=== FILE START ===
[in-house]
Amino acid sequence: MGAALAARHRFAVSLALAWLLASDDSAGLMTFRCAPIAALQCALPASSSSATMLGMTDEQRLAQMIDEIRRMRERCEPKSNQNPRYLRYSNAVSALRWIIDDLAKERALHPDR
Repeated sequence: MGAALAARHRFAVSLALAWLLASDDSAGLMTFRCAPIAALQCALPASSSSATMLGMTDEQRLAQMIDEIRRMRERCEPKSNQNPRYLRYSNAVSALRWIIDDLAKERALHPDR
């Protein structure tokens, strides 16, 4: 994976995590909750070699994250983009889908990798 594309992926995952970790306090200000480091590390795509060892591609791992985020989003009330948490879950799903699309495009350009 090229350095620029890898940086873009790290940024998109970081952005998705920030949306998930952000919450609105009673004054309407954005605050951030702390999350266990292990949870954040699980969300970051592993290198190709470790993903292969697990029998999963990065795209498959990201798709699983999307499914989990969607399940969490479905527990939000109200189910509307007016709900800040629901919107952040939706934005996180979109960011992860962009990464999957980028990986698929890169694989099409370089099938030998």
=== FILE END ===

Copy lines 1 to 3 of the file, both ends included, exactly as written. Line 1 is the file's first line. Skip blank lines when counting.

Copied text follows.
[in-house]
Amino acid sequence: MGAALAARHRFAVSLALAWLLASDDSAGLMTFRCAPIAALQCALPASSSSATMLGMTDEQRLAQMIDEIRRMRERCEPKSNQNPRYLRYSNAVSALRWIIDDLAKERALHPDR
Repeated sequence: MGAALAARHRFAVSLALAWLLASDDSAGLMTFRCAPIAALQCALPASSSSATMLGMTDEQRLAQMIDEIRRMRERCEPKSNQNPRYLRYSNAVSALRWIIDDLAKERALHPDR